Who’s in?
GEICO Honda’s Zach Osborne will return to action in the 250 Class after recovering from a torn thumb ligament that he suffered in the second moto of the season. He was a top-five rider last year and was expected to contend for moto wins this season before being injured. Darryn Durham (250 Class, concussion) and Jake Weimer (450 Class, back) are also among this week’s notable returns.

A shot at redemption?
There’s another rider back in action this week – Michael Byrne. Byrne is making his season debut riding for Chad Reed’s TwoTwo Motorsports team. It was right here at Unadilla two years ago that Byrne’s career was altered. While he was leading the first 450 Class moto, he got caught in a rut and broke his leg. It was a devastating injury that he has struggled to recover from. Byrne is reportedly feeling healthier now though and will surely be motivated to turn in a good outing in the 450 Class.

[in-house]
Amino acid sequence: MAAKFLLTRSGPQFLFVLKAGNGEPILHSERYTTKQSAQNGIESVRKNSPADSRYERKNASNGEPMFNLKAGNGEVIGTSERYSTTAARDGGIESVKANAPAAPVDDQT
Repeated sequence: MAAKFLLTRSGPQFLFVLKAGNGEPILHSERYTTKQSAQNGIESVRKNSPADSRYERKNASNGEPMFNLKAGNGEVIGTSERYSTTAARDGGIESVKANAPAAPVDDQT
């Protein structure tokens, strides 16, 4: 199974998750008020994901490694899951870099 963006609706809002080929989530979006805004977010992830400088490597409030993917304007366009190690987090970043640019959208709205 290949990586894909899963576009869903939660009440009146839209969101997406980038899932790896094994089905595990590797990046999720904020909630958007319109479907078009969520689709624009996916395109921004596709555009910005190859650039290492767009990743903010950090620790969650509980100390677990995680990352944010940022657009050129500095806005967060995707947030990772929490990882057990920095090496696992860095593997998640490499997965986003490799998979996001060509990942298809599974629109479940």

New recruits
The pros may have had an off-week, but down in Tennessee, the top amateur racers in the country were at the Loretta Lynn’s Amateur Motocross Championships. Every year, a few of the top amateurs graduate to the pro ranks in time for the last few nationals of the season. This year, there are three riders to keep an eye on. RJ Hampshire (GEICO Honda) is the cream of the crop after sweeping all six motos he raced at Loretta Lynn’s and winning two championships, but Luke Renzland (CycleTrader.com/Rock River Yamaha) and Chris Alldredge (Monster Energy/Pro Circuit/Kawasaki) come with plenty of hype and accolades this year as well.

The other championship battle
In the 250 Class, Jeremy Martin holds a comfortable points lead over Cooper Webb and Blake Baggett. With another solid outing at Unadilla, Martin could position himself to wrap up the title early at next week’s Indiana National. On the flip side, one bad moto from Martin could completely alter the complexion of the title fight.